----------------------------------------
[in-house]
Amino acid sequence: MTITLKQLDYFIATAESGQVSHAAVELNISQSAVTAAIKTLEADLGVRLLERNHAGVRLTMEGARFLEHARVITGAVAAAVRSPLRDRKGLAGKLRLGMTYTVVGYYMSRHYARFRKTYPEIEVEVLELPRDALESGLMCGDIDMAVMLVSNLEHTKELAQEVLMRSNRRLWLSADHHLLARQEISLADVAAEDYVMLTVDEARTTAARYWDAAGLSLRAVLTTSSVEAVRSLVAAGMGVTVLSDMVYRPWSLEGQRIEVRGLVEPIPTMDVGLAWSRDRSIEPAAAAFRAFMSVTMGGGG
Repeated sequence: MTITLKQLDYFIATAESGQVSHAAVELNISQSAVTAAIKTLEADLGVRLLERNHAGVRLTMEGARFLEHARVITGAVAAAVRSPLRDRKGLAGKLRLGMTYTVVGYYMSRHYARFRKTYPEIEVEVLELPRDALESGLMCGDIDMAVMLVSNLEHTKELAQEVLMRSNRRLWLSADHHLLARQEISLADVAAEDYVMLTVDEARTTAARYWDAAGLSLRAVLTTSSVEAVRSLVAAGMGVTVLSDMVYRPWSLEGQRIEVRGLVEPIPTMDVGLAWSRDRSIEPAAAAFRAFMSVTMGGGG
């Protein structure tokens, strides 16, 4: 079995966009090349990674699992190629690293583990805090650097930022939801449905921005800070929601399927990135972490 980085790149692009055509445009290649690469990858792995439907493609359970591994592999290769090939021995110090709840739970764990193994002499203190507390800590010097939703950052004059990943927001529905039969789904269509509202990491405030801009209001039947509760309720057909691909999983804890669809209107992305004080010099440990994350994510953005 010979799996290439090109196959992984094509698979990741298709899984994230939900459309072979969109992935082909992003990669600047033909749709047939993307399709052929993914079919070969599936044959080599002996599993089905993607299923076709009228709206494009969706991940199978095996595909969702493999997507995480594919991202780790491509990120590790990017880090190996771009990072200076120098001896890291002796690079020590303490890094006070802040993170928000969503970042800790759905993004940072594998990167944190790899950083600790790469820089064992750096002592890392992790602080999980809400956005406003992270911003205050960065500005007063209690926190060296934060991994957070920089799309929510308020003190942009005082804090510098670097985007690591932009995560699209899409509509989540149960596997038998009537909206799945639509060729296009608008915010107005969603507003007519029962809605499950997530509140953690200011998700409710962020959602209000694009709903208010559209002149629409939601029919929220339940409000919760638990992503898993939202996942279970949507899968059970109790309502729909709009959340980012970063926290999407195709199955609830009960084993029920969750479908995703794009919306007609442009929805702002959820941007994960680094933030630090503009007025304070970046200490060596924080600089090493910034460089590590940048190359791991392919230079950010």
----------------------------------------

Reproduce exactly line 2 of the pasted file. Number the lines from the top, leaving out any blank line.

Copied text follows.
Amino acid sequence: MTITLKQLDYFIATAESGQVSHAAVELNISQSAVTAAIKTLEADLGVRLLERNHAGVRLTMEGARFLEHARVITGAVAAAVRSPLRDRKGLAGKLRLGMTYTVVGYYMSRHYARFRKTYPEIEVEVLELPRDALESGLMCGDIDMAVMLVSNLEHTKELAQEVLMRSNRRLWLSADHHLLARQEISLADVAAEDYVMLTVDEARTTAARYWDAAGLSLRAVLTTSSVEAVRSLVAAGMGVTVLSDMVYRPWSLEGQRIEVRGLVEPIPTMDVGLAWSRDRSIEPAAAAFRAFMSVTMGGGG